Meanwhile Gaines pretended to be moved by the misfortunes of the Romans, yet professed to admire the artifice and bravery of Tribigildus, declaring that he was invincible by reason of his prudence, and that he gained victories more by his conduct than by force. Therefore, when he crossed into Asia, he made no attempt to prevent the destruction of the towns and provinces, but confined himself merely to following the enemy, expecting that Tribigildus would proceed into the east, and privately sent forces to his assistance. He had not yet disclosed his present intentions. If Tribigildus had passed into Phrygia, and from thence had proceeded not into Pisidia, but directly into Lydia, he could have encountered no obstacle, but when he had made himself master of that country, might likewise have devastated Ionia. By crossing the sea from thence into the islands, he might have procured as many ships as he desired, by which, there not being any army able to resist him, he would have been able to overrun the whole east, and to pillage every country there, as well as Egypt. But not thinking on these advantages, he resolved to march into Pamphylia, which borders on Pisidia. He there fell into difficult roads, through which his horse could not by any means pass. As no army resisted their progress, an inhabitant of Selga (a small town of Pamphylia), named Valentine, who possessed some learning, and was not inexpert in military affairs, collected a band of slaves and peasants, who had been accustomed to contend with the robbers in that quarter. These he posted on the hills above those places where Tribigildus had to march, so that they could see every one who passed that way without being themselves seen, although the enemy should march past in the open day. Tribigildus, and his Barbarians, chusing the plainest way into the lower part of Pamphylia, and entering in the night into the fields under Selga, the Barbarians suffered severely by stones of immense size thrown down upon them. They had no way of escape, there being on one side of the road a deep lake and morasses, and on the other side a steep narrow passage, which would scarcely admit two men abreast. This ascent being round and winding is by the natives called the Snail, from its similitude to that animal. In this were placed a sufficient number of men under Florentius to obstruct any who should attempt to pass through it. The Barbarians being blocked up in this place, and great quantities of huge stones continually thrown at them, they were almost all killed; since they were confined in so small a space, that the stones which fell from above could not fail to kill some of them. Being therefore in great perplexity, most of them plunged with their horses into the lake, and to avoid death by the stones perished in the water. Tribigildus, however, with three hundred of his men, ascended the Snail, where he bribed Florentius and the guards who were with him with a vast sum of money to permit them to pass. Having by this means effected his escape, he suffered the remainder to be totally destroyed. Although Tribigildus concluded that he had thus delivered himself from the danger which Valentine had brought on him, yet he presently fell into far greater peril than the former. Almost all the inhabitants of the several towns, arming themselves with whatever was in their reach, inclosed him and the three hundred men who had escaped with him, between the rivers Melanes and Eurymedon, one of which runs above Sida, and the other through Aspendus. Being thus reduced to great embarrassment, he sent to Gaines. This commander, though grieved at what had occurred, yet as he had not disclosed his sentiments with regard to the rebellion, sent Leo, the next in command to himself, to the assistance of the Pamphylians, and to join with Valentine against Tribigildus to prevent him and his men from crossing the rivers. Leo, though naturally pusillanimous and through his whole life devoted to voluptuousness, obeyed his orders. Gaines upon this became afraid lest Tribigildus, being enclosed on every side, and without strength to engage the enemy, should be destroyed. He therefore sent other Barbarian troops who were with him into the Roman camp to enable Tribigildus to escape. These Barbarians, whom Gaines sent to Leo as auxiliaries, fell upon every Roman with whom they met, ravaged the country, and killed the soldiers. Nor did they cease to attack all places, until they had cut off Leo and all his army, and converted the whole country into a desert. Thus the design of Gaines met with success. Tribigildus, having escaped from Pamphylia, indicted still greater miseries than before on the cities of Phrygia. Gaines from hence took occasion to magnify the exploits of Tribigildus to the emperor, and so far alarmed the senate and the whole court, that he persuaded them that Tribigildus would advance to the Hellespont itself, and might nearly subvert the empire, unless the emperor should attend to his demands.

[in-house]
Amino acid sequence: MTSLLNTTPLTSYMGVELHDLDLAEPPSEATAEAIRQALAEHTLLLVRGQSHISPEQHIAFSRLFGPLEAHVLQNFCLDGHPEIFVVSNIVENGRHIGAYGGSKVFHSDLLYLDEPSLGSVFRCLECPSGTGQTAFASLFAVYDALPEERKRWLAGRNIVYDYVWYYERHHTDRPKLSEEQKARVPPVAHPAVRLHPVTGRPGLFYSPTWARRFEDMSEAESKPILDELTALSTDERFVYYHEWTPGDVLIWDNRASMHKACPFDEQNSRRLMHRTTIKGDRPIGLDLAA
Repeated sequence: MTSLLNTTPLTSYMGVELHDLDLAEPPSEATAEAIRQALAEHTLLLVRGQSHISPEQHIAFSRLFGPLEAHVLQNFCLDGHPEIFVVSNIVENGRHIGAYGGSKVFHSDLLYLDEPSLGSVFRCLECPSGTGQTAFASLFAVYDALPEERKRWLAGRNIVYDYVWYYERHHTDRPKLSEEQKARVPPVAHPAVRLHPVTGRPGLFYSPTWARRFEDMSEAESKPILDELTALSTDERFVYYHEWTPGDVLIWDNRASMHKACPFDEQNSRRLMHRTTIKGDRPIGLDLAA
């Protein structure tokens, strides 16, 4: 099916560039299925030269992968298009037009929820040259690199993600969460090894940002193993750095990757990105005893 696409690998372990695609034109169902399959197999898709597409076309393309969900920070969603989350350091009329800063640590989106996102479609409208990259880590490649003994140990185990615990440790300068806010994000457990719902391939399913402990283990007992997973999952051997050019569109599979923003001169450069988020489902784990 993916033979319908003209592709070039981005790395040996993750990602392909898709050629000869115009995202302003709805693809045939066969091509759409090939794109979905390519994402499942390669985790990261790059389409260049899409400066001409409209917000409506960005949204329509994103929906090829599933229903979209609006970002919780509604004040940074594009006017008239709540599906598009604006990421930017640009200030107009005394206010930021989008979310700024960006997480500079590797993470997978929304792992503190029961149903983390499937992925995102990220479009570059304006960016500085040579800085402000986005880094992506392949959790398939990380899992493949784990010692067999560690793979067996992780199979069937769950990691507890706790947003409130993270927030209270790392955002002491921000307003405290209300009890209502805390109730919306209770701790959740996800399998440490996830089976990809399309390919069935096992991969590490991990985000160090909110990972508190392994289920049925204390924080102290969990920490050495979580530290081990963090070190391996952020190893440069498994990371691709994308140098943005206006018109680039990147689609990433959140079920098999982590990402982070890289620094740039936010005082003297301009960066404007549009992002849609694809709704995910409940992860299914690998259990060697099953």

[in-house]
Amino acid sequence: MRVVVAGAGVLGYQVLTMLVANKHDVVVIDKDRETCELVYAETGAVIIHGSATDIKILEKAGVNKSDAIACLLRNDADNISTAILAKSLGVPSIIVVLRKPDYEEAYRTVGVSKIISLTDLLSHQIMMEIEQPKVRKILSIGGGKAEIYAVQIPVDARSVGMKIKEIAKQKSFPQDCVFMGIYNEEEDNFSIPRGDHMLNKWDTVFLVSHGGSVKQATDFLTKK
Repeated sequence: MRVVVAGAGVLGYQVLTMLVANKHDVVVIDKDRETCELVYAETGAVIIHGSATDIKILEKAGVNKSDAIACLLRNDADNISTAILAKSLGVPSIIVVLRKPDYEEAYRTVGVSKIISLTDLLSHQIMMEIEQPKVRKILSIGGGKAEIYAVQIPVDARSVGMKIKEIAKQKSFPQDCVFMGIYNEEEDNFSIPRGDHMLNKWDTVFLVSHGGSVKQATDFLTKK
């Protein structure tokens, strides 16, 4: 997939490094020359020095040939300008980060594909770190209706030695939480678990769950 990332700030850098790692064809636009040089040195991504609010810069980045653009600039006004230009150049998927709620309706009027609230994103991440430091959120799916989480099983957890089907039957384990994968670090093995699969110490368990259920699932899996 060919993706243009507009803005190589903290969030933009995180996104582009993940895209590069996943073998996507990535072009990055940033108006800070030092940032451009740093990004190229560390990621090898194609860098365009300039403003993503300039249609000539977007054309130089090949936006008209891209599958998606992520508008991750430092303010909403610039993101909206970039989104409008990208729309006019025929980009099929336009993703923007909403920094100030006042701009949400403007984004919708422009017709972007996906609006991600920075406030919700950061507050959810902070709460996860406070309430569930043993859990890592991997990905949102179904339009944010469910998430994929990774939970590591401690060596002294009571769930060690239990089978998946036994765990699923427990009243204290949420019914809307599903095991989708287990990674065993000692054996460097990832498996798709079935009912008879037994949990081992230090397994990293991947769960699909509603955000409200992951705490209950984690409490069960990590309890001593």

Gaines acted thus from policy, at once to conceal from the emperor his own inclinations, and to acquire by those concessions, which Tribigildus should extort, an opportunity of putting his own projects into execution. For he was not so much displeased at being himself neglected, as at the exaltation of Eutropius to the highest degree of power, so as to possess the dignity of consul, bear that title for a considerable time together, and to be honoured with the patrician rank. This it was that principally excited Gaines to sedition. When his design, therefore, was ripe, he first planned the death of Eutropius. With this purpose, while he was still in Phrygia, he sent to the emperor, and informed him that he despaired of any success, since Tribigildus was so artful a warrior, and, moreover, that it was impossible to sustain his fury, or to deliver Asia from the present extremities, unless the emperor would comply with his request, which was, that Eutropius, who was the chief cause of all the mischief which had happened, might be delivered into his hands, to be disposed of at his own pleasure.